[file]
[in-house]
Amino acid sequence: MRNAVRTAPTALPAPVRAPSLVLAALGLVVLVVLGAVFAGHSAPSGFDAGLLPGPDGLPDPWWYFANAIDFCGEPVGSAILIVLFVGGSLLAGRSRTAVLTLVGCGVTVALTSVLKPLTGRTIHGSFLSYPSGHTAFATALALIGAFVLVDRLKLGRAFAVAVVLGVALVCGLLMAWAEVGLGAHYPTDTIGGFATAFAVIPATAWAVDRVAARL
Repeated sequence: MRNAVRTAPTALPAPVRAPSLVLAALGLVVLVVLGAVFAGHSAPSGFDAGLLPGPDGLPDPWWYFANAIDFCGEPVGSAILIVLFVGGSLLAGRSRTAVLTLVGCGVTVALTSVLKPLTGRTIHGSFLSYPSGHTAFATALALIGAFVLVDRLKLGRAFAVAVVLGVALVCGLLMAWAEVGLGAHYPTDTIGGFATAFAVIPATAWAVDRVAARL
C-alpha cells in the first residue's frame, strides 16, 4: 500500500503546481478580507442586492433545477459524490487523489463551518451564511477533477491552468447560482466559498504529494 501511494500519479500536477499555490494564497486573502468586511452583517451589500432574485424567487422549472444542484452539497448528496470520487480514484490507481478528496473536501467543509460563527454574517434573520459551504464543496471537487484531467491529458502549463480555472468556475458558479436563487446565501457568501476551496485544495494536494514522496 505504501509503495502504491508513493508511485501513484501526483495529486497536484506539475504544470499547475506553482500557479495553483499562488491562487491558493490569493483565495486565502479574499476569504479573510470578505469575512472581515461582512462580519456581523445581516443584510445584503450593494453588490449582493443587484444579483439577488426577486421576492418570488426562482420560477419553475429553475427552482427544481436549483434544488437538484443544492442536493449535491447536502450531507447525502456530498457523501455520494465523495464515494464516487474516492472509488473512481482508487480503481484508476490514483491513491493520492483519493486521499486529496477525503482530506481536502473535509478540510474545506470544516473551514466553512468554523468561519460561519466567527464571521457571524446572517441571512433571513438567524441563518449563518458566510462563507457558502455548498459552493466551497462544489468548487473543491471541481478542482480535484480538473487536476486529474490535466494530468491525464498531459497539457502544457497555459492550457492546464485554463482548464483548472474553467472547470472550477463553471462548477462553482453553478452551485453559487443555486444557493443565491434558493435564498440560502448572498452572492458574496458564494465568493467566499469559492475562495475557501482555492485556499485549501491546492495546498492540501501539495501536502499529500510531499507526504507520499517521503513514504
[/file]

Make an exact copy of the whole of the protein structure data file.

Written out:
[in-house]
Amino acid sequence: MRNAVRTAPTALPAPVRAPSLVLAALGLVVLVVLGAVFAGHSAPSGFDAGLLPGPDGLPDPWWYFANAIDFCGEPVGSAILIVLFVGGSLLAGRSRTAVLTLVGCGVTVALTSVLKPLTGRTIHGSFLSYPSGHTAFATALALIGAFVLVDRLKLGRAFAVAVVLGVALVCGLLMAWAEVGLGAHYPTDTIGGFATAFAVIPATAWAVDRVAARL
Repeated sequence: MRNAVRTAPTALPAPVRAPSLVLAALGLVVLVVLGAVFAGHSAPSGFDAGLLPGPDGLPDPWWYFANAIDFCGEPVGSAILIVLFVGGSLLAGRSRTAVLTLVGCGVTVALTSVLKPLTGRTIHGSFLSYPSGHTAFATALALIGAFVLVDRLKLGRAFAVAVVLGVALVCGLLMAWAEVGLGAHYPTDTIGGFATAFAVIPATAWAVDRVAARL
C-alpha cells in the first residue's frame, strides 16, 4: 500500500503546481478580507442586492433545477459524490487523489463551518451564511477533477491552468447560482466559498504529494 501511494500519479500536477499555490494564497486573502468586511452583517451589500432574485424567487422549472444542484452539497448528496470520487480514484490507481478528496473536501467543509460563527454574517434573520459551504464543496471537487484531467491529458502549463480555472468556475458558479436563487446565501457568501476551496485544495494536494514522496 505504501509503495502504491508513493508511485501513484501526483495529486497536484506539475504544470499547475506553482500557479495553483499562488491562487491558493490569493483565495486565502479574499476569504479573510470578505469575512472581515461582512462580519456581523445581516443584510445584503450593494453588490449582493443587484444579483439577488426577486421576492418570488426562482420560477419553475429553475427552482427544481436549483434544488437538484443544492442536493449535491447536502450531507447525502456530498457523501455520494465523495464515494464516487474516492472509488473512481482508487480503481484508476490514483491513491493520492483519493486521499486529496477525503482530506481536502473535509478540510474545506470544516473551514466553512468554523468561519460561519466567527464571521457571524446572517441571512433571513438567524441563518449563518458566510462563507457558502455548498459552493466551497462544489468548487473543491471541481478542482480535484480538473487536476486529474490535466494530468491525464498531459497539457502544457497555459492550457492546464485554463482548464483548472474553467472547470472550477463553471462548477462553482453553478452551485453559487443555486444557493443565491434558493435564498440560502448572498452572492458574496458564494465568493467566499469559492475562495475557501482555492485556499485549501491546492495546498492540501501539495501536502499529500510531499507526504507520499517521503513514504